The Fifth Queen is Ford Maddox Ford’s masterful trilogy of historical fiction centered on Katharine Howard, a young girl of a proud, noble, and impoverished family who catches the jaded eye of Henry VIII and becomes his controversial fifth Queen.
In this first volume, Katherine arrives at the King's court to find its dimly lit corridors vibrating with corruption and fear, as unscrupulous courtiers hungry for power maneuver for advantage. Clever, beautiful, and outspoken, Katherine soon becomes caught in a web of intrigue and romance as she fights for political and religious change.
Ford saw the past as an integral part of the present experience and understanding. His sharply etched vision of the court of Henry VIII, first published in 1908, echoes aspects of Edwardian England as it explores the pervading influence of power, lies, fear, and anxiety on people’s lives.
I downloaded this as I've really enjoyed recent books on the reign of Henry VIII, most notably Hilary Mantel's books. I gave up on it after a few chapters. I found the writing style very clunky with too much 'telling not showing' about the characters. Ford Madox Ford really likes his adverbs! I might have persevered in written form but Ralph Cosham's narration finished it off for me in this audio book. He reads too fast and has a 'rat a tat' style of delivery that gets wearing very quickly.
4 of 4 people found this review helpful
All history has said Howard was a foolish, uneducated teenager who did her best with an obese King with a reeking wound on his leg. Clearly involved with men closer to her own age and in her cousin especially.This author has her the most learned, saintly of women. Wise beyond her years and dedicated to bringing England back to the Catholic faith, deeply in love with Henry, who is large but not disgustingly so and whose leg is now healed. The language was sounding very old England and traditions, etc were good. But this is a view of this queen the likes of which no one has heard.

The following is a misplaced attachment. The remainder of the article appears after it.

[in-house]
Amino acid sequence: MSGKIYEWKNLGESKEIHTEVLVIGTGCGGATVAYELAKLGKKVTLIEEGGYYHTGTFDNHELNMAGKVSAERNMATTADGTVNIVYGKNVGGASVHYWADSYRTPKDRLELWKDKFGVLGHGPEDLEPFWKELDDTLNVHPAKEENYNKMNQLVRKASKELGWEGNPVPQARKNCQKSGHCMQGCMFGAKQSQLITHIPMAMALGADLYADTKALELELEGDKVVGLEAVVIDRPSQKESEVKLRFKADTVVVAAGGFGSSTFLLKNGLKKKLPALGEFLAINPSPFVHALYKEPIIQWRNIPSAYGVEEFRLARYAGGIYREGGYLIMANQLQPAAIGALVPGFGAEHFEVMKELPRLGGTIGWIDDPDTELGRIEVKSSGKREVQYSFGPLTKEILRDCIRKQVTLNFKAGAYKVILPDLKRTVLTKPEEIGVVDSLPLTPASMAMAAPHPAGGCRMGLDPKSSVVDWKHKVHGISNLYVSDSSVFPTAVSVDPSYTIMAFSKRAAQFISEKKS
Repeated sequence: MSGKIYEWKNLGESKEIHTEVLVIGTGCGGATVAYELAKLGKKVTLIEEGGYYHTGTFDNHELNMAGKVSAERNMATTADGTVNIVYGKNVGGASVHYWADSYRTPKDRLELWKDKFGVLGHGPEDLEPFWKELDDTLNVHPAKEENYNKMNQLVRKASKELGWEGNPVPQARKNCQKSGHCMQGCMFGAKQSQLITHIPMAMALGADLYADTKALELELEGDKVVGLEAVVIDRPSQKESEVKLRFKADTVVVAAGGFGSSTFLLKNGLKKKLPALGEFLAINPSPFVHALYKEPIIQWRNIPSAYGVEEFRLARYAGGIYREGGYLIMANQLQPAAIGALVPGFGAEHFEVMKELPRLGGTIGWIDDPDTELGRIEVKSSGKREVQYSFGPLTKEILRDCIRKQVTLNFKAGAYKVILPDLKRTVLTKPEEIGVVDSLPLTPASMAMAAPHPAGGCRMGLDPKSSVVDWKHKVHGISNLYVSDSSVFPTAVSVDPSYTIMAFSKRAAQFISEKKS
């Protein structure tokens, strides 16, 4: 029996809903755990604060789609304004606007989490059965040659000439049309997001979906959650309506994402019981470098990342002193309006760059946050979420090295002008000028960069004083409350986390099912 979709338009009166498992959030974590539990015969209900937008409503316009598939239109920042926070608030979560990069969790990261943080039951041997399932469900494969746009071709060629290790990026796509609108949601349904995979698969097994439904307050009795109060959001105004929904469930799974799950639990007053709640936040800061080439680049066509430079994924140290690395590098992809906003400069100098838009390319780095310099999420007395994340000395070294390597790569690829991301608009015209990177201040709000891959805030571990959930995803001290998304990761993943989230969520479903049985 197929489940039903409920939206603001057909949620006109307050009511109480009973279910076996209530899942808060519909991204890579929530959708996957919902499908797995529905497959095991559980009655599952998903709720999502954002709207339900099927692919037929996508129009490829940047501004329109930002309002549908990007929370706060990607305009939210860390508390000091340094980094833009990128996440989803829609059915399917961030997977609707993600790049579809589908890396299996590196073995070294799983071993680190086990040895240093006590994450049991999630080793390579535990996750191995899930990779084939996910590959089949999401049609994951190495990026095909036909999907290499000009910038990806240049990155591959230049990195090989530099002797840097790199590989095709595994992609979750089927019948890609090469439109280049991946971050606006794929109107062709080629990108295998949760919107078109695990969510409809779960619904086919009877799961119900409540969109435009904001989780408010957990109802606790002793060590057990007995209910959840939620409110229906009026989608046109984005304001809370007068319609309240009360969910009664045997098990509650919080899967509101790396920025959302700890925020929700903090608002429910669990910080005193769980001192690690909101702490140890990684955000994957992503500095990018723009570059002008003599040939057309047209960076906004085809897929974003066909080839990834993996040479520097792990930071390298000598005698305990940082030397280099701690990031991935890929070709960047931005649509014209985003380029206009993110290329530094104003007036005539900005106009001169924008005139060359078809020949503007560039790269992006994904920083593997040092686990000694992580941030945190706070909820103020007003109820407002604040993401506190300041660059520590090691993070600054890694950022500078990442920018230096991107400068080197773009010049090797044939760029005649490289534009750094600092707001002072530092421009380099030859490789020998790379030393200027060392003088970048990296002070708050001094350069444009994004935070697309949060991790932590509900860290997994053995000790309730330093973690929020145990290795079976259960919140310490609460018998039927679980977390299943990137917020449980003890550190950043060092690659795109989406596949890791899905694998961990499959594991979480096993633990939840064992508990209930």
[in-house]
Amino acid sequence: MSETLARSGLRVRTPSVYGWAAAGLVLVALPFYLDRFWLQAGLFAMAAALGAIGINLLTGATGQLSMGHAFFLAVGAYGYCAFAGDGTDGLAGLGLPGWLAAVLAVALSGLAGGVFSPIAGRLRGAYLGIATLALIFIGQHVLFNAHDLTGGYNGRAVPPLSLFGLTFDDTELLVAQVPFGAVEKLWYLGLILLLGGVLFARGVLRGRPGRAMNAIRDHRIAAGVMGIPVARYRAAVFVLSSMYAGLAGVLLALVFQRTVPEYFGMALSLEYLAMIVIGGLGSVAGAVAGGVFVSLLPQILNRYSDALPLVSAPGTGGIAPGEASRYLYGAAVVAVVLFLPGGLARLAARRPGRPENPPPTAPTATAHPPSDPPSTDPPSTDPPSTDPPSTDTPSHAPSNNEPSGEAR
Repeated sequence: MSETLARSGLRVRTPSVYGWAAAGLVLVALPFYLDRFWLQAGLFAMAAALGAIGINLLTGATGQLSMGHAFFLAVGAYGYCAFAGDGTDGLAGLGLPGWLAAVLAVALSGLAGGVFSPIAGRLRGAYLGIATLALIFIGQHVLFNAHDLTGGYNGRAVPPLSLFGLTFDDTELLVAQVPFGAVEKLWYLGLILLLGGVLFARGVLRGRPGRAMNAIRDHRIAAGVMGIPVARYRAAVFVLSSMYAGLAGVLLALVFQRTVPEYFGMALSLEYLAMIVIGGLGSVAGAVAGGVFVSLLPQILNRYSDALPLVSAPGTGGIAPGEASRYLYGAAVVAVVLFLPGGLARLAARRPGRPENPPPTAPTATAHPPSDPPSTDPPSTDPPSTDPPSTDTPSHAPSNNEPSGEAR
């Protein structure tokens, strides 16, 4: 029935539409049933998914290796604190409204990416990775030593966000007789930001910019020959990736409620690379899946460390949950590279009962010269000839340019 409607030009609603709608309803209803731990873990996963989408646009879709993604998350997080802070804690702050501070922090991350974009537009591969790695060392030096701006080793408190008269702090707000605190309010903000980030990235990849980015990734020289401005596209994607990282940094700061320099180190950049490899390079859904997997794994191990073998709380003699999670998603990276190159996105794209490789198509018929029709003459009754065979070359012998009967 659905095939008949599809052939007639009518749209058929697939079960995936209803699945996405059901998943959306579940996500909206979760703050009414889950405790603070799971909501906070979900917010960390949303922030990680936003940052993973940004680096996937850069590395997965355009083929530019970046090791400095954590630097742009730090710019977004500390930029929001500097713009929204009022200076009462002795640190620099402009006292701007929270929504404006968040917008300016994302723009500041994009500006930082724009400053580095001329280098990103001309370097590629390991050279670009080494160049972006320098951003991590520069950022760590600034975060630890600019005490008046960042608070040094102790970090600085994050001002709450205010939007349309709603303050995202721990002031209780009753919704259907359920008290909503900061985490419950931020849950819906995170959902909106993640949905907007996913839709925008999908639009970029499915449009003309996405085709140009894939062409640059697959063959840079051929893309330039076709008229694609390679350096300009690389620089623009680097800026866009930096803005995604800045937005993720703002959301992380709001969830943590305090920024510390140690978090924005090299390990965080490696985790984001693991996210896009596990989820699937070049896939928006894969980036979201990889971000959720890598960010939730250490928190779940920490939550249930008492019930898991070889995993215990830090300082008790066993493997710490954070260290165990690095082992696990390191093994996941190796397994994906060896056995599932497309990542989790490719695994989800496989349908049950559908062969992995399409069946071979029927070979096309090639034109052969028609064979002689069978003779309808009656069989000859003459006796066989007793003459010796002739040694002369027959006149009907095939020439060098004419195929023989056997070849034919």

5 of 5 people found this review helpful
I have attempted to listen to this book but have to stop each time. I've restarted and stopped at least 4 times. The issue with this book is not the story but the narration. The narrator speaks so quickly and since the dialogue, in the book, is written in "Olde English" it is extraordinary difficult to understand the narration.I believe that this is a book that has to be read. Also, the book is historically very inaccurate although it is a novel.
3 of 8 people found this review helpful